Now, for the first time in the Trump presidency, those two sides will square off in a divided government: voters elevated House Democrats to serve as a check on a scandal-plagued President and his party. While Pelosi called for bipartisanship in her election-night remarks, the Democrats are more likely to use their control of Congress’s lower house–one-half of one-third of American federal government–to torment Trump. Already, incoming committee chairs are drawing up plans to investigate the President and his Administration, who in turn are bracing for everything from financial and influence-peddling probes to potential impeachment proceedings.
The midterms revealed the politics that will inform those battles. If the fight was ugly in a year when Trump’s spot on the ballot was symbolic, the year to come will be much worse. The new congressional majority looks very different from the one that preceded it. For the first time in American history, more than 100 women may serve in the House, at least 31 of them newly elected and representing at least 19 districts Democrats wrested from Republicans. The Democratic caucus will include the youngest Congresswoman ever elected, 29-year-old Alexandria Ocasio-Cortez of New York; two of the first Native American Congresswomen; and the two first Muslim Congresswomen. Texas elected two Latina Congresswomen, Iowa sent its first two women to the House, Massachusetts and Connecticut elected their first black Congresswomen, and Colorado gave a nod to the first openly gay governor in American history. Rookie African Americans defeated Republican incumbents in majority-white districts, from New York’s Hudson Valley to exurban Chicago to conservative Dallas. But where only a third of congressional Democrats are projected to be white and male, the Republican Hill caucus is on track to be 90% white men.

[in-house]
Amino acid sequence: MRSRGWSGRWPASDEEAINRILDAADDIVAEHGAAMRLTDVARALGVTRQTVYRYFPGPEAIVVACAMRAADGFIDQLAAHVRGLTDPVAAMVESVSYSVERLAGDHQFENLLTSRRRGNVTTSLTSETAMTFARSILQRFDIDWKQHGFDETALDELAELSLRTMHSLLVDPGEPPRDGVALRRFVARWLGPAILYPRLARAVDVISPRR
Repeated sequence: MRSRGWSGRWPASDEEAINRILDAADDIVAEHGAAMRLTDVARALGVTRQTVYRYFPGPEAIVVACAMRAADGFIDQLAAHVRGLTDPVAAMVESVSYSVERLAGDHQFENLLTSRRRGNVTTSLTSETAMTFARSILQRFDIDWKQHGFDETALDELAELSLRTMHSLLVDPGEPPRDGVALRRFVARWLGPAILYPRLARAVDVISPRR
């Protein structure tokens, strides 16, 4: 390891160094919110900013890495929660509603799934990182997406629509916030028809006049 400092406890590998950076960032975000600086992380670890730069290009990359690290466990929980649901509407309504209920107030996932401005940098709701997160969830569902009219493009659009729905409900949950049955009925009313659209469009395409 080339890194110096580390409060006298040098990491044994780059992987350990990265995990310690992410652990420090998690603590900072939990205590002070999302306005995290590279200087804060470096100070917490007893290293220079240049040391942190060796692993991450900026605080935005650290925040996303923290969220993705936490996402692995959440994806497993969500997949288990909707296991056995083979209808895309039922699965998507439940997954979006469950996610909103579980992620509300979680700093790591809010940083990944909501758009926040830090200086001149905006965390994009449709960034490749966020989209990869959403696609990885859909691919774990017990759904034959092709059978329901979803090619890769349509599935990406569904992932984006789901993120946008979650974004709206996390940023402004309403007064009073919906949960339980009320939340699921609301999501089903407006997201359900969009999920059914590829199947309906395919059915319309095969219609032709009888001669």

The contrast sets up an even brighter divide in Washington. The Republicans who remain in Congress are the ones in the safest districts, who hewed closest to Trump. They embody a party now tethered to Trump’s polarizing message of racial provocation and stringent border security. The Democrats, for their part, rode to victory on a wave of anti-Trump grassroots fervor two years in the making. The Resistance is coming to Washington, where it will confront a thoroughly Trumpified GOP.